Among the computers, flashing lights, video cameras, ubiquitous Wi-Fi, and people dressed as bloated software of SXSW, you wouldn’t expect to find authors reading their books. But, after all, books were the first interactive media, so they are represented at SXSW as well.
David Meerman Scott talked about his new book Newsjacking: How to Inject your Ideas into a Breaking News Story and Generate Tons of Media Coverage. Jonathan Fields helped us understand how uncertainty can be a good thing in Uncertainty: Turning Fear and Doubt into Fuel for Brilliance. And Todd Henry gave recipes for staying creative and employed in The Accidental Creative: How to Be Brilliant at a Moment's Notice.
“Newsjacking” according to Scott, is the process by which you inject your ideas or angles into breaking news, in real time, in order to generate media coverage for yourself or your business. This is difficult for many organizations which follow traditional PR rules, involving sticking closely to a preset script and campaign timeline.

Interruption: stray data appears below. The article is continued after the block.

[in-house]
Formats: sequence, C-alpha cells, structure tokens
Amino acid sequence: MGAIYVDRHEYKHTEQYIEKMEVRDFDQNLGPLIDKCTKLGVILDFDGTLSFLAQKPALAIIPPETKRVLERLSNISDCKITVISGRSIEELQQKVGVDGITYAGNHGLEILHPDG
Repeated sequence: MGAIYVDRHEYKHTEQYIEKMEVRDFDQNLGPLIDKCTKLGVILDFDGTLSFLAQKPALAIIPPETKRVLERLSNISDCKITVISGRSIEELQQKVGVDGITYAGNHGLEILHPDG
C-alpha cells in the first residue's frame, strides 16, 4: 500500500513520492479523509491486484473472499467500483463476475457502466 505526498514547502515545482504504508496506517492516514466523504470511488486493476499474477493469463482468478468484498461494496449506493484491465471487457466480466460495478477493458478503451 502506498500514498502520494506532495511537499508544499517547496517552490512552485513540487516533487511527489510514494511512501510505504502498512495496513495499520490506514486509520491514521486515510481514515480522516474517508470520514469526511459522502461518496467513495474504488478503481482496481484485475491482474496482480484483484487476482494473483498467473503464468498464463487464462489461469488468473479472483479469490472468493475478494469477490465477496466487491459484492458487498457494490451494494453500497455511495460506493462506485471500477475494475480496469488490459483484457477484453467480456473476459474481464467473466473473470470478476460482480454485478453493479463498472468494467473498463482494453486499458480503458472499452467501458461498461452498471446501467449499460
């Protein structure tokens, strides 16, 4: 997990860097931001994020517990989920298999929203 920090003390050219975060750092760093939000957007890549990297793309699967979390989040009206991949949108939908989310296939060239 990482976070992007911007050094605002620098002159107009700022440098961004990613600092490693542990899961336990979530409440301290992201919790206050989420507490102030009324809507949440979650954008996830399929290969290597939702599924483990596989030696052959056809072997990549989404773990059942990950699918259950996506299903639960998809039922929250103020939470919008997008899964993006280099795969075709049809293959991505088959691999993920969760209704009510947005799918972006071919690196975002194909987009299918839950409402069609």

The recent Super Tuesday elections provided an excellent example of newsjacking. The Wednesday news should have been all about the Republicans who were battling in primaries across the country. What happened? President Obama held his first news conference in six months and “just happened” to choose that Tuesday. The next day, the Republicans had to share the front page with the president.
But, what if you’re not the president? Scott told a story about an insurance company we’ll call Company Smart, whose chief rival, we’ll call Company Rival, was bought by a fortune 500 behemoth, we’ll call Company Big.
Company Big put out a press release which basically just said, “We bought company Rival and the details will not be released at this time.” They didn’t bother to tell Company Rival’s customers.
The president of Company Smart got out a press release the next afternoon which discussed the implications for the market of the purchase of Company Rival. This was picked up by the media and became the second paragraph of the story for most outlets, because Company Big had not provided this kind of background and analysis.